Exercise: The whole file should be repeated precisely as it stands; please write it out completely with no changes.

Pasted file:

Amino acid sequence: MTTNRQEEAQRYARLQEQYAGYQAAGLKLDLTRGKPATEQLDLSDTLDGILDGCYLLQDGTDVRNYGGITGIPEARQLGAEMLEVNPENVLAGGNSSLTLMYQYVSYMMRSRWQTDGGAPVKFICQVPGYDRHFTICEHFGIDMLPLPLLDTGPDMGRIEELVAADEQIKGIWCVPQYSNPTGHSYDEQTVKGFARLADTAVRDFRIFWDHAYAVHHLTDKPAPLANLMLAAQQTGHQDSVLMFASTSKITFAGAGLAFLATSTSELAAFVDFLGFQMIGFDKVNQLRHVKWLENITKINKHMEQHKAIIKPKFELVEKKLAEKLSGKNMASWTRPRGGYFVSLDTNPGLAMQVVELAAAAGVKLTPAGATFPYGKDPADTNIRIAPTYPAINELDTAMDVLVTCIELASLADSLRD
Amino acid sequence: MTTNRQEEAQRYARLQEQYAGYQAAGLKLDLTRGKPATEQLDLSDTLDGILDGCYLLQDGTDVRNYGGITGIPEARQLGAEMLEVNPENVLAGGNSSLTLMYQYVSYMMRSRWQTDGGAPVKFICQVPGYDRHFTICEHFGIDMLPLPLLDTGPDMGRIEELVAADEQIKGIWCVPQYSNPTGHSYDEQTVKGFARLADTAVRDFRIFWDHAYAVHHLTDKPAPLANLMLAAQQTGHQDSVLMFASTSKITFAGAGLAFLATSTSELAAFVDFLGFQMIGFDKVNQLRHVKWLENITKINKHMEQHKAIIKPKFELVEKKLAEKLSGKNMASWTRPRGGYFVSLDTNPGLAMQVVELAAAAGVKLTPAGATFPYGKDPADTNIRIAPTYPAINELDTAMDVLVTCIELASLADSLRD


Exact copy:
Amino acid sequence: MTTNRQEEAQRYARLQEQYAGYQAAGLKLDLTRGKPATEQLDLSDTLDGILDGCYLLQDGTDVRNYGGITGIPEARQLGAEMLEVNPENVLAGGNSSLTLMYQYVSYMMRSRWQTDGGAPVKFICQVPGYDRHFTICEHFGIDMLPLPLLDTGPDMGRIEELVAADEQIKGIWCVPQYSNPTGHSYDEQTVKGFARLADTAVRDFRIFWDHAYAVHHLTDKPAPLANLMLAAQQTGHQDSVLMFASTSKITFAGAGLAFLATSTSELAAFVDFLGFQMIGFDKVNQLRHVKWLENITKINKHMEQHKAIIKPKFELVEKKLAEKLSGKNMASWTRPRGGYFVSLDTNPGLAMQVVELAAAAGVKLTPAGATFPYGKDPADTNIRIAPTYPAINELDTAMDVLVTCIELASLADSLRD
Amino acid sequence: MTTNRQEEAQRYARLQEQYAGYQAAGLKLDLTRGKPATEQLDLSDTLDGILDGCYLLQDGTDVRNYGGITGIPEARQLGAEMLEVNPENVLAGGNSSLTLMYQYVSYMMRSRWQTDGGAPVKFICQVPGYDRHFTICEHFGIDMLPLPLLDTGPDMGRIEELVAADEQIKGIWCVPQYSNPTGHSYDEQTVKGFARLADTAVRDFRIFWDHAYAVHHLTDKPAPLANLMLAAQQTGHQDSVLMFASTSKITFAGAGLAFLATSTSELAAFVDFLGFQMIGFDKVNQLRHVKWLENITKINKHMEQHKAIIKPKFELVEKKLAEKLSGKNMASWTRPRGGYFVSLDTNPGLAMQVVELAAAAGVKLTPAGATFPYGKDPADTNIRIAPTYPAINELDTAMDVLVTCIELASLADSLRD